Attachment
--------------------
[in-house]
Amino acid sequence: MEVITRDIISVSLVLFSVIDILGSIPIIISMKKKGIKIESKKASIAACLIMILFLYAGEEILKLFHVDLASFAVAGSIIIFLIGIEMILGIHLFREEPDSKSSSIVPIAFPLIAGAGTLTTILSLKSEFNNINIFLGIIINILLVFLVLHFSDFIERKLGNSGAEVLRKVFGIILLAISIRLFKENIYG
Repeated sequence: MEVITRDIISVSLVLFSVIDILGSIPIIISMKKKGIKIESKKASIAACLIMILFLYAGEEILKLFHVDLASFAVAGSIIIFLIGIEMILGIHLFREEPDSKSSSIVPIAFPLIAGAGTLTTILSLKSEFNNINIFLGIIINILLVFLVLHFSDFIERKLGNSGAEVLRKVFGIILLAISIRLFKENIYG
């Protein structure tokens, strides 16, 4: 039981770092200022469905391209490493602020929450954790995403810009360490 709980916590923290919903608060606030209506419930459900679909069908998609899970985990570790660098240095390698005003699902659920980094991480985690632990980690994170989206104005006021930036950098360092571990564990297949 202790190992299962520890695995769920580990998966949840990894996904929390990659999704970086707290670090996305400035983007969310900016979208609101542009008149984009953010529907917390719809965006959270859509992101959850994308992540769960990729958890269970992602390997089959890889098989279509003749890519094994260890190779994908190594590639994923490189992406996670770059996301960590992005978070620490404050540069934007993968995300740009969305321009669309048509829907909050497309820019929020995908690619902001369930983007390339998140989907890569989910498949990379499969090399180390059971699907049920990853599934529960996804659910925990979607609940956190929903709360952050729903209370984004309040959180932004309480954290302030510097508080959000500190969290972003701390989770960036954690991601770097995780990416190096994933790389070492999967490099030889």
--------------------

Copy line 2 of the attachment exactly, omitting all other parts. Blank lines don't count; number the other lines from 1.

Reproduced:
Amino acid sequence: MEVITRDIISVSLVLFSVIDILGSIPIIISMKKKGIKIESKKASIAACLIMILFLYAGEEILKLFHVDLASFAVAGSIIIFLIGIEMILGIHLFREEPDSKSSSIVPIAFPLIAGAGTLTTILSLKSEFNNINIFLGIIINILLVFLVLHFSDFIERKLGNSGAEVLRKVFGIILLAISIRLFKENIYG